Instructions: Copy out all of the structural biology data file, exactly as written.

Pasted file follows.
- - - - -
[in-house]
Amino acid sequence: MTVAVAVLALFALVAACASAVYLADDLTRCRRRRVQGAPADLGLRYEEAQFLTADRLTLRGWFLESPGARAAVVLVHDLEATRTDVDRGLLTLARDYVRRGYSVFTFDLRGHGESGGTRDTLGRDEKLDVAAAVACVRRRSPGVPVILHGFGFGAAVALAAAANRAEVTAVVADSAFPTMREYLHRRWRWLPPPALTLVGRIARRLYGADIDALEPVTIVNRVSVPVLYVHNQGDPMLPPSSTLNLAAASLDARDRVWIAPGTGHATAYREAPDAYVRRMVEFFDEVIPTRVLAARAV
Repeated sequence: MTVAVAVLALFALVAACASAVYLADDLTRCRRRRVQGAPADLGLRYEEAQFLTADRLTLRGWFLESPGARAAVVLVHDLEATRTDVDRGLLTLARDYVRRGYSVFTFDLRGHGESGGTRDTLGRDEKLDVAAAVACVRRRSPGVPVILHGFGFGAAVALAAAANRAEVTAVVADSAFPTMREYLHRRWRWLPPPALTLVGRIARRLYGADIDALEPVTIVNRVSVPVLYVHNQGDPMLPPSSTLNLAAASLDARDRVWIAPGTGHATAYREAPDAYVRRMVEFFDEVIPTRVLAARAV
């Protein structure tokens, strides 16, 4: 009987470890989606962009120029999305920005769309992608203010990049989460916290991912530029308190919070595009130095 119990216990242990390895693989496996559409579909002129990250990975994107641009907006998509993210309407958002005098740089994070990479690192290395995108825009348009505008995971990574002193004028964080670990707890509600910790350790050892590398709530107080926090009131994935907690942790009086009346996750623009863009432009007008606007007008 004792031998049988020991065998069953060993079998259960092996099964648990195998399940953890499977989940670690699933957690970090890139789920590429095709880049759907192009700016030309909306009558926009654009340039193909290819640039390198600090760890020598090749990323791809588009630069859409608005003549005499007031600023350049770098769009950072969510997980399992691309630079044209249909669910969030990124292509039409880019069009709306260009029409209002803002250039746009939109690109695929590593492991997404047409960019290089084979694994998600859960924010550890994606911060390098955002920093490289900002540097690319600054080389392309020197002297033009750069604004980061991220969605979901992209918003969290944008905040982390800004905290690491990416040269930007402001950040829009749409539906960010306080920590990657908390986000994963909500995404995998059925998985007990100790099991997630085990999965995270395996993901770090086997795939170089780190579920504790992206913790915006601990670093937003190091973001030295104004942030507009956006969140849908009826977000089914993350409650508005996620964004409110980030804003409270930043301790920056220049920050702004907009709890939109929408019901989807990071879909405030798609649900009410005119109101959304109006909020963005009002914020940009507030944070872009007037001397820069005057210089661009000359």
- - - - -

[in-house]
Amino acid sequence: MTVAVAVLALFALVAACASAVYLADDLTRCRRRRVQGAPADLGLRYEEAQFLTADRLTLRGWFLESPGARAAVVLVHDLEATRTDVDRGLLTLARDYVRRGYSVFTFDLRGHGESGGTRDTLGRDEKLDVAAAVACVRRRSPGVPVILHGFGFGAAVALAAAANRAEVTAVVADSAFPTMREYLHRRWRWLPPPALTLVGRIARRLYGADIDALEPVTIVNRVSVPVLYVHNQGDPMLPPSSTLNLAAASLDARDRVWIAPGTGHATAYREAPDAYVRRMVEFFDEVIPTRVLAARAV
Repeated sequence: MTVAVAVLALFALVAACASAVYLADDLTRCRRRRVQGAPADLGLRYEEAQFLTADRLTLRGWFLESPGARAAVVLVHDLEATRTDVDRGLLTLARDYVRRGYSVFTFDLRGHGESGGTRDTLGRDEKLDVAAAVACVRRRSPGVPVILHGFGFGAAVALAAAANRAEVTAVVADSAFPTMREYLHRRWRWLPPPALTLVGRIARRLYGADIDALEPVTIVNRVSVPVLYVHNQGDPMLPPSSTLNLAAASLDARDRVWIAPGTGHATAYREAPDAYVRRMVEFFDEVIPTRVLAARAV
């Protein structure tokens, strides 16, 4: 009987470890989606962009120029999305920005769309992608203010990049989460916290991912530029308190919070595009130095 119990216990242990390895693989496996559409579909002129990250990975994107641009907006998509993210309407958002005098740089994070990479690192290395995108825009348009505008995971990574002193004028964080670990707890509600910790350790050892590398709530107080926090009131994935907690942790009086009346996750623009863009432009007008606007007008 004792031998049988020991065998069953060993079998259960092996099964648990195998399940953890499977989940670690699933957690970090890139789920590429095709880049759907192009700016030309909306009558926009654009340039193909290819640039390198600090760890020598090749990323791809588009630069859409608005003549005499007031600023350049770098769009950072969510997980399992691309630079044209249909669910969030990124292509039409880019069009709306260009029409209002803002250039746009939109690109695929590593492991997404047409960019290089084979694994998600859960924010550890994606911060390098955002920093490289900002540097690319600054080389392309020197002297033009750069604004980061991220969605979901992209918003969290944008905040982390800004905290690491990416040269930007402001950040829009749409539906960010306080920590990657908390986000994963909500995404995998059925998985007990100790099991997630085990999965995270395996993901770090086997795939170089780190579920504790992206913790915006601990670093937003190091973001030295104004942030507009956006969140849908009826977000089914993350409650508005996620964004409110980030804003409270930043301790920056220049920050702004907009709890939109929408019901989807990071879909405030798609649900009410005119109101959304109006909020963005009002914020940009507030944070872009007037001397820069005057210089661009000359």